Earthquakes are not a "sign of 2012"

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There is no question that there have been a lot of earthquakes recently. But, is the number of earthquakes larger than normal? Are the earthquakes getting stronger, as some people have been claiming?


According to the USGS website[1] we expect that earthquakes will occur in the following frequency:

Magnitude No. per Year Examples
8 and higher 1 Japan 2011 (8.9), Chile 2010 (8.8), Chile 1960 (9.5), Alaska 1964 (9.2)
7 - 7.9 17 Haiti 2010 (7.0)
6 - 6.9 134 Loma Prieta, CA. 1989 (6.9)
5 - 5.9 1319 Virginia, USA 2011 (5.8)
4 - 4.9 13,000
3 - 3.9 130,000 Illinois 2010 (3.8)
2 - 2.9 1,300,000

In Addition, the USGS has graphs of earthquakes statistics, including deaths, dating back to 1980 on this page1.

Earthquakes not on the Rise.

The claim that the number and intensity of earthquakes are "on the rise" is directly disputed by the USGS. From the USGS website[2]:

Are Earthquakes Really on the Increase?

We continue to be asked by many people throughout the world if earthquakes are on the increase. Although it may seem that we are having more earthquakes, earthquakes of magnitude 7.0 or greater have remained fairly constant.

A partial explanation may lie in the fact that in the last twenty years, we have definitely had an increase in the number of earthquakes we have been able to locate each year. This is because of the tremendous increase in the number of seismograph stations in the world and the many improvements in global communications. In 1931, there were about 350 stations operating in the world; today, there are more than 8,000 stations and the data now comes in rapidly from these stations by electronic mail, internet and satellite. This increase in the number of stations and the more timely receipt of data has allowed us and other seismological centers to locate earthquakes more rapidly and to locate many small earthquakes which were undetected in earlier years. The NEIC now locates about 20,000 earthquakes each year or approximately 50 per day. Also, because of the improvements in communications and the increased interest in the environment and natural disasters, the public now learns about more earthquakes.

According to long-term records (since about 1900), we expect about 17 major earthquakes (7.0 - 7.9) and one great earthquake (8.0 or above) in any given year.


Chile Earthquake


Haiti Earthquake


Illinois Earthquake

Sumatra (2004)

Sumatra Earthquake

Virginia (August 2011)

Virginia Earthquake

Why do some earthquakes disappear from the USGS maps?

Some 2012 proponents2 have claimed that the USGS deletes or hides earthquake data.

It is true that earthquakes can sometimes appear on the USGS maps and then later disappear, often within minutes. However, the USGS has CLEARLY EXPLAINED why this happens. Below is a shortened version of the article in the USGS F.A.Q. in the section Earthquakes » Latest Earthquake Map & Information.

Occasionally our systems produce erroneous information that is released to the public. These mistakes are generally promptly identified by seismologists and removed from our web pages.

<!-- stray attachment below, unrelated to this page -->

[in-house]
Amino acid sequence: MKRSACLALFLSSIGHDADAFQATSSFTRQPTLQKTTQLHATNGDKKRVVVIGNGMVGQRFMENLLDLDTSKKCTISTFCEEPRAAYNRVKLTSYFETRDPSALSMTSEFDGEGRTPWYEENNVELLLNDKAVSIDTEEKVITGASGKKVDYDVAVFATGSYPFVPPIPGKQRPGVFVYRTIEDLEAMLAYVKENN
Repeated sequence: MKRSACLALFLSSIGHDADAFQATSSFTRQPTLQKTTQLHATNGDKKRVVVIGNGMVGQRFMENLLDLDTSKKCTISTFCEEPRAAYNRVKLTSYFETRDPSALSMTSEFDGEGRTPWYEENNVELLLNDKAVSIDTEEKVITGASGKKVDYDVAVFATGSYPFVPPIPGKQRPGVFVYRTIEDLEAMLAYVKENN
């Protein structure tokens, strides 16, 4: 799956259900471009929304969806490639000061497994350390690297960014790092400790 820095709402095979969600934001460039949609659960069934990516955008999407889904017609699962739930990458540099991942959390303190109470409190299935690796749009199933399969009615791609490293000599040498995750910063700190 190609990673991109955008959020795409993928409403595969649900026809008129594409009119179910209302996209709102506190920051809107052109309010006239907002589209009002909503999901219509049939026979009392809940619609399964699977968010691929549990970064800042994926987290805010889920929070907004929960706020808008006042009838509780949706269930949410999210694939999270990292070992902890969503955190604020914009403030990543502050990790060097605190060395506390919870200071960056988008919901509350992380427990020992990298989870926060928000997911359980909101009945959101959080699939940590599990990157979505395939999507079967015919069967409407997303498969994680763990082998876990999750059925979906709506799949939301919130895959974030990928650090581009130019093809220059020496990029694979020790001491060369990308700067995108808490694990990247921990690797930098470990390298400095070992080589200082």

In the interest of rapidly providing earthquake information to the public, information is automatically posted to the web. There is a trade-off between the speed of our earthquake notifications and number of false alarms in the same way that any kind of "breaking news" story may have substantial changes or corrections as more information is received. The faster we release earthquake locations and magnitudes, the more likely it is that the information may be erroneous [and require later correction]. However, experience demonstrates that imposing more restrictive quality standards prevents the release of legitimate earthquake information.

2012 proponents have complained that multiple earthquakes are sometimes reported, which later only appear as a single earthquake. These multiple reports are usually of very similar magnitude, which should give a clue that they are in fact just duplicates of the same earthquake.

Following large earthquakes, location algorithms can misidentify reflected and refracted seismic waves created by a single earthquake. In this case, one earthquake can turn into "events" located in areas far from the earthquake.

In other cases, noise in telephone circuits that bring the data from seismometers to computers can be misidentified as earthquakes. Adding to this complexity, there are multiple seismic monitoring networks that contribute their earthquake locations and magnitudes to the ANSS system. These networks use different data and algorithms to locate the earthquakes,and sometimes the spatial separation of the contributed locations is so large that our systems interpret the independent solutions as distinct earthquakes of similar magnitude and location [later corrected to show a single earthquake].

We are continuously improving our systems to reduce the number of false alarms. However, with the advent of rapid distribution methods, our errors are more widely seen and more difficult to retract completely. For these reasons, it is very important to remember that this data is preliminary and users should check our web site for the most recent updates.


In conclusion: Earthquakes are not becoming more frequent. Earthquakes are not becoming more intense. There is 110 years of data from the United States Geological Survey which shows that there is no increase in the size or number of earthquakes. There is no reason to expect that 2012 will be anything than an ordinary year as far as earthquakes.


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